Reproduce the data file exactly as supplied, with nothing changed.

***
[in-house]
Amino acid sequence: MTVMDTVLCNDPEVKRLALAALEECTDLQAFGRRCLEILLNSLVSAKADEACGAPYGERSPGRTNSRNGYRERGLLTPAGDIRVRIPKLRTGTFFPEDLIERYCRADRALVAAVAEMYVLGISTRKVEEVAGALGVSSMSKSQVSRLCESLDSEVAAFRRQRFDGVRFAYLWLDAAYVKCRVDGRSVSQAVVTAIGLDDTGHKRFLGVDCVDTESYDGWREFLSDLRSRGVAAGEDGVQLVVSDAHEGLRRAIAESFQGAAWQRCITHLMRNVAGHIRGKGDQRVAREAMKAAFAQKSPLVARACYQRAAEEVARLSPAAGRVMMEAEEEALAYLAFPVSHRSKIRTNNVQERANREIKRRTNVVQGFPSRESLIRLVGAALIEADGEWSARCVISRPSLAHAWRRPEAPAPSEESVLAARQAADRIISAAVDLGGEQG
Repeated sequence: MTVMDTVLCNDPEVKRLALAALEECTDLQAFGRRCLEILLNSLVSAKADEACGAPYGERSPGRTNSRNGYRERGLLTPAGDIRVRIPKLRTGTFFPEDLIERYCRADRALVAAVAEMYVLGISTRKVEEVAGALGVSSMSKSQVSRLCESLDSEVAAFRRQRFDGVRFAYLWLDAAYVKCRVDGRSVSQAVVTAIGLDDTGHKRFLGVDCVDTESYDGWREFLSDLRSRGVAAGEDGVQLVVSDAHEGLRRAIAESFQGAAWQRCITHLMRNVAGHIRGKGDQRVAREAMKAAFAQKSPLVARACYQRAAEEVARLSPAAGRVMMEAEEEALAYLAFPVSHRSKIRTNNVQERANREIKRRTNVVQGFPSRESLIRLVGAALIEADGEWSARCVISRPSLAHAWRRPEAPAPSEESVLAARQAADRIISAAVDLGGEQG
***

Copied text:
[in-house]
Amino acid sequence: MTVMDTVLCNDPEVKRLALAALEECTDLQAFGRRCLEILLNSLVSAKADEACGAPYGERSPGRTNSRNGYRERGLLTPAGDIRVRIPKLRTGTFFPEDLIERYCRADRALVAAVAEMYVLGISTRKVEEVAGALGVSSMSKSQVSRLCESLDSEVAAFRRQRFDGVRFAYLWLDAAYVKCRVDGRSVSQAVVTAIGLDDTGHKRFLGVDCVDTESYDGWREFLSDLRSRGVAAGEDGVQLVVSDAHEGLRRAIAESFQGAAWQRCITHLMRNVAGHIRGKGDQRVAREAMKAAFAQKSPLVARACYQRAAEEVARLSPAAGRVMMEAEEEALAYLAFPVSHRSKIRTNNVQERANREIKRRTNVVQGFPSRESLIRLVGAALIEADGEWSARCVISRPSLAHAWRRPEAPAPSEESVLAARQAADRIISAAVDLGGEQG
Repeated sequence: MTVMDTVLCNDPEVKRLALAALEECTDLQAFGRRCLEILLNSLVSAKADEACGAPYGERSPGRTNSRNGYRERGLLTPAGDIRVRIPKLRTGTFFPEDLIERYCRADRALVAAVAEMYVLGISTRKVEEVAGALGVSSMSKSQVSRLCESLDSEVAAFRRQRFDGVRFAYLWLDAAYVKCRVDGRSVSQAVVTAIGLDDTGHKRFLGVDCVDTESYDGWREFLSDLRSRGVAAGEDGVQLVVSDAHEGLRRAIAESFQGAAWQRCITHLMRNVAGHIRGKGDQRVAREAMKAAFAQKSPLVARACYQRAAEEVARLSPAAGRVMMEAEEEALAYLAFPVSHRSKIRTNNVQERANREIKRRTNVVQGFPSRESLIRLVGAALIEADGEWSARCVISRPSLAHAWRRPEAPAPSEESVLAARQAADRIISAAVDLGGEQG